The decision has also been criticised by a German medical organisation.
Meanwhile, a second court in Germany has thrown out a bid by Dr Ubani to prevent the victim's family speaking out about the case. Dr Stuart Gray, son of Dr Ubani's victim and a GP, has campaigned against the attempt to gag his family.
Dr Ubani was struck off by the GMC after accidentally administering a fatal overdose of diamorphine to David Gray in 2008, and cannot practise in the UK.
Last month a regional court in Germany imposed a fine of 7,000 euros (£6,171) on Dr Ubani, but chose not to stop him working as a doctor.
David Gray's son Rory told GP that allowing Dr Ubani to continue working was incomprehensible. 'The medical authorities in both countries say Dr Ubani is not competent,' he said.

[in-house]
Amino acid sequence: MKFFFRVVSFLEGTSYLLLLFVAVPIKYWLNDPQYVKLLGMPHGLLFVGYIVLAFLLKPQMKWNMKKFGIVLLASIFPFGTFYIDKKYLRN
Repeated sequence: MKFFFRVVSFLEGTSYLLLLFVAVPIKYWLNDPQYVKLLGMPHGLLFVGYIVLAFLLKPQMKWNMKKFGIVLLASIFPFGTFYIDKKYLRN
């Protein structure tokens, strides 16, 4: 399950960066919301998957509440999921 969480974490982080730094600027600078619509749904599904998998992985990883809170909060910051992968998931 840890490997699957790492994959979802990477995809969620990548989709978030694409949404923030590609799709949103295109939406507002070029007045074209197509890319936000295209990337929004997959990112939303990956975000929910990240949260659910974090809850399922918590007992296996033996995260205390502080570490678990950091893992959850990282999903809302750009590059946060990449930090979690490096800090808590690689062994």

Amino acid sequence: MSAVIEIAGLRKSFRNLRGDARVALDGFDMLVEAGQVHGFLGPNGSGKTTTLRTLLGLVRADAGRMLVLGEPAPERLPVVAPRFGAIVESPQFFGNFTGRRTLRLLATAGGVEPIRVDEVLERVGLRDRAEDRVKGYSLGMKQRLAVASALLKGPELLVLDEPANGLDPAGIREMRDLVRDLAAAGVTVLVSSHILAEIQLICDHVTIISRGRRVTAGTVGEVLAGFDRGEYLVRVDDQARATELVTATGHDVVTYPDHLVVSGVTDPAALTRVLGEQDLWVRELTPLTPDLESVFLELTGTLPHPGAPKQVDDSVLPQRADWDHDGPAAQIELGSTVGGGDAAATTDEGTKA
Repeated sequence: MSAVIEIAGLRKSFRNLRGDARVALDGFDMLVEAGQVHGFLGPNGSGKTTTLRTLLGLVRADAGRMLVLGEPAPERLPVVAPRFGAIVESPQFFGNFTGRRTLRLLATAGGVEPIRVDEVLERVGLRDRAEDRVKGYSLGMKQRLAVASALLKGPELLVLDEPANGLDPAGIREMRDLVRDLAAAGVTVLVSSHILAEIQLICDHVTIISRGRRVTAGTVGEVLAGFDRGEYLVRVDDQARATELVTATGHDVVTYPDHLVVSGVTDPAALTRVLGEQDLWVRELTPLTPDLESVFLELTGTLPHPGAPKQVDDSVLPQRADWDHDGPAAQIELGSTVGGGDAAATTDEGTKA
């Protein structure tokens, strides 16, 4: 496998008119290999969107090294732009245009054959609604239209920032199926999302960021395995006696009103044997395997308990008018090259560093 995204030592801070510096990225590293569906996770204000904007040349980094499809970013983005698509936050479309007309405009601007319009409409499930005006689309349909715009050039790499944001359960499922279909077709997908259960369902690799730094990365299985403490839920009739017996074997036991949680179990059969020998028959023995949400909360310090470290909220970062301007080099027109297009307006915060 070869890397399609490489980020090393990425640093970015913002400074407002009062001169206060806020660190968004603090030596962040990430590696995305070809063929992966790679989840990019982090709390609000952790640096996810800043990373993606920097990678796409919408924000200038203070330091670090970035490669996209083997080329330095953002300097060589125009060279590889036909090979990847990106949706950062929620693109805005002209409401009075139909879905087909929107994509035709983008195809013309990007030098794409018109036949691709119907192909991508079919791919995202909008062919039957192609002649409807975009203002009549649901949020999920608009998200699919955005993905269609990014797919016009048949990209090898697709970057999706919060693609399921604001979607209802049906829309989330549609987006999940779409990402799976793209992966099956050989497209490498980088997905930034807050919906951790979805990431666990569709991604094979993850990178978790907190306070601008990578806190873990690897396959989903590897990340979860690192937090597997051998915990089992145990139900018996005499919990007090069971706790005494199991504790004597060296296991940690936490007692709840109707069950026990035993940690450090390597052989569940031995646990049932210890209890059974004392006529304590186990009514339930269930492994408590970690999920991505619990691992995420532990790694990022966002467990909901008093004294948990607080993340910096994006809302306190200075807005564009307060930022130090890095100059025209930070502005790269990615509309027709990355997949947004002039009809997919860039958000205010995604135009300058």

The doctors' chamber in Westfalen-Lippe, where Dr Ubani is registered, backed Mr Gray. A spokesman for the chamber said: 'The case casts a shadow on health authorities and the reputation of medical doctors in general.'
Last December, GP reported that authorities had been unable to confirm whether Dr Ubani had ever passed medical exams (GP, 10 December 2010).
Mr Gray warned that current EU rules allowing free movement of doctors between member states could allow Dr Ubani to work outside Germany again. He said his family's experience of the automatic recognition of doctors from other EU countries had been a 'deadly failure'. He called for tougher tests on medical and language skills, and sharing of information between regulators.
A House of Lords committee is currently conducting an inquiry into movement of health professionals around the EU.
The GMC is close to finalising a language testing scheme that will tighten requirements on EU doctors.